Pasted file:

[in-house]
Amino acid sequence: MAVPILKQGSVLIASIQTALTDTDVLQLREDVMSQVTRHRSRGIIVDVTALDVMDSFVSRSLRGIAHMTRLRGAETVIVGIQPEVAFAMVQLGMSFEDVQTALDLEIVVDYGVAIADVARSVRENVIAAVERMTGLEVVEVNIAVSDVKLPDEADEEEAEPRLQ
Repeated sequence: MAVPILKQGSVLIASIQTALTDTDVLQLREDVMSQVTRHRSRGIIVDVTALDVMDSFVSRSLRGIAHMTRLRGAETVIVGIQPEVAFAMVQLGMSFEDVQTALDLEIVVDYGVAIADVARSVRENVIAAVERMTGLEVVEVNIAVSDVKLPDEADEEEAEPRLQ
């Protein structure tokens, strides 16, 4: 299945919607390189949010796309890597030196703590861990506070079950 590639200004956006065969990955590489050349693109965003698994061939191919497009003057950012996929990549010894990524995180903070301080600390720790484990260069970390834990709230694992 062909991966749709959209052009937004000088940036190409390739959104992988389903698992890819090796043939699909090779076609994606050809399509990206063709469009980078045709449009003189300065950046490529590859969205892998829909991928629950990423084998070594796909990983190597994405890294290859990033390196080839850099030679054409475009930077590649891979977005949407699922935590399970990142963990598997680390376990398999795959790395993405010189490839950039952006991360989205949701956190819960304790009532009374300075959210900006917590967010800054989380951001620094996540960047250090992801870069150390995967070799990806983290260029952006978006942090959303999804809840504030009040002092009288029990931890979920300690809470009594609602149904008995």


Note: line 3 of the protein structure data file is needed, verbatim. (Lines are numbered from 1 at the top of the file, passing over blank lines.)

Repeated sequence: MAVPILKQGSVLIASIQTALTDTDVLQLREDVMSQVTRHRSRGIIVDVTALDVMDSFVSRSLRGIAHMTRLRGAETVIVGIQPEVAFAMVQLGMSFEDVQTALDLEIVVDYGVAIADVARSVRENVIAAVERMTGLEVVEVNIAVSDVKLPDEADEEEAEPRLQ